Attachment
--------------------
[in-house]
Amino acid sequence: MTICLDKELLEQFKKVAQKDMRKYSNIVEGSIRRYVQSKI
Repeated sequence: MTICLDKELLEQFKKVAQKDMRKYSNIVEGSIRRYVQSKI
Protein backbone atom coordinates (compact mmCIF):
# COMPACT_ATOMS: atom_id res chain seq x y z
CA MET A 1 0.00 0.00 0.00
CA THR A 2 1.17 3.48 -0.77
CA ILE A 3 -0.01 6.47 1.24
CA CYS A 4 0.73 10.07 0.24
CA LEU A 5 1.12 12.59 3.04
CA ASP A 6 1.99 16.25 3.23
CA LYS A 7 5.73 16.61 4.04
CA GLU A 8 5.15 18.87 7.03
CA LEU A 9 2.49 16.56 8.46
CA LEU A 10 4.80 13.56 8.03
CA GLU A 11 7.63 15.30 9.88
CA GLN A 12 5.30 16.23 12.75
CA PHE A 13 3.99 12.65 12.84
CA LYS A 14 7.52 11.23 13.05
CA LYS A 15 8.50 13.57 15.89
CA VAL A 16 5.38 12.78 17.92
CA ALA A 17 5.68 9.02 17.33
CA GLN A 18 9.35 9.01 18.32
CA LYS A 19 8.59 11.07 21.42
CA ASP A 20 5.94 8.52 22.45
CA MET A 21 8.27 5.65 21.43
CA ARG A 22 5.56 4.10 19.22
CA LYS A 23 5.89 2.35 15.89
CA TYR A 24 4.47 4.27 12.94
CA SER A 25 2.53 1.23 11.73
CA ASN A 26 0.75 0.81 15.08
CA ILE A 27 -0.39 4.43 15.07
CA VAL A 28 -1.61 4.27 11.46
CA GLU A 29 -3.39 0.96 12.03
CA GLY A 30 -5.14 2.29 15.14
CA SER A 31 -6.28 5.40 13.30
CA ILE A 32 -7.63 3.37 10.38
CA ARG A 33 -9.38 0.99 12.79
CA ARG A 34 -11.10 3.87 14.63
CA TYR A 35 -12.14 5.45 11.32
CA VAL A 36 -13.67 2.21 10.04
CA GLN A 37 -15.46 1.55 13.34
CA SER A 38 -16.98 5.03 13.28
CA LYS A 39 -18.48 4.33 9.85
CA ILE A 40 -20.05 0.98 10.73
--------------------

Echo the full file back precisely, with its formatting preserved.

[in-house]
Amino acid sequence: MTICLDKELLEQFKKVAQKDMRKYSNIVEGSIRRYVQSKI
Repeated sequence: MTICLDKELLEQFKKVAQKDMRKYSNIVEGSIRRYVQSKI
Protein backbone atom coordinates (compact mmCIF):
# COMPACT_ATOMS: atom_id res chain seq x y z
CA MET A 1 0.00 0.00 0.00
CA THR A 2 1.17 3.48 -0.77
CA ILE A 3 -0.01 6.47 1.24
CA CYS A 4 0.73 10.07 0.24
CA LEU A 5 1.12 12.59 3.04
CA ASP A 6 1.99 16.25 3.23
CA LYS A 7 5.73 16.61 4.04
CA GLU A 8 5.15 18.87 7.03
CA LEU A 9 2.49 16.56 8.46
CA LEU A 10 4.80 13.56 8.03
CA GLU A 11 7.63 15.30 9.88
CA GLN A 12 5.30 16.23 12.75
CA PHE A 13 3.99 12.65 12.84
CA LYS A 14 7.52 11.23 13.05
CA LYS A 15 8.50 13.57 15.89
CA VAL A 16 5.38 12.78 17.92
CA ALA A 17 5.68 9.02 17.33
CA GLN A 18 9.35 9.01 18.32
CA LYS A 19 8.59 11.07 21.42
CA ASP A 20 5.94 8.52 22.45
CA MET A 21 8.27 5.65 21.43
CA ARG A 22 5.56 4.10 19.22
CA LYS A 23 5.89 2.35 15.89
CA TYR A 24 4.47 4.27 12.94
CA SER A 25 2.53 1.23 11.73
CA ASN A 26 0.75 0.81 15.08
CA ILE A 27 -0.39 4.43 15.07
CA VAL A 28 -1.61 4.27 11.46
CA GLU A 29 -3.39 0.96 12.03
CA GLY A 30 -5.14 2.29 15.14
CA SER A 31 -6.28 5.40 13.30
CA ILE A 32 -7.63 3.37 10.38
CA ARG A 33 -9.38 0.99 12.79
CA ARG A 34 -11.10 3.87 14.63
CA TYR A 35 -12.14 5.45 11.32
CA VAL A 36 -13.67 2.21 10.04
CA GLN A 37 -15.46 1.55 13.34
CA SER A 38 -16.98 5.03 13.28
CA LYS A 39 -18.48 4.33 9.85
CA ILE A 40 -20.05 0.98 10.73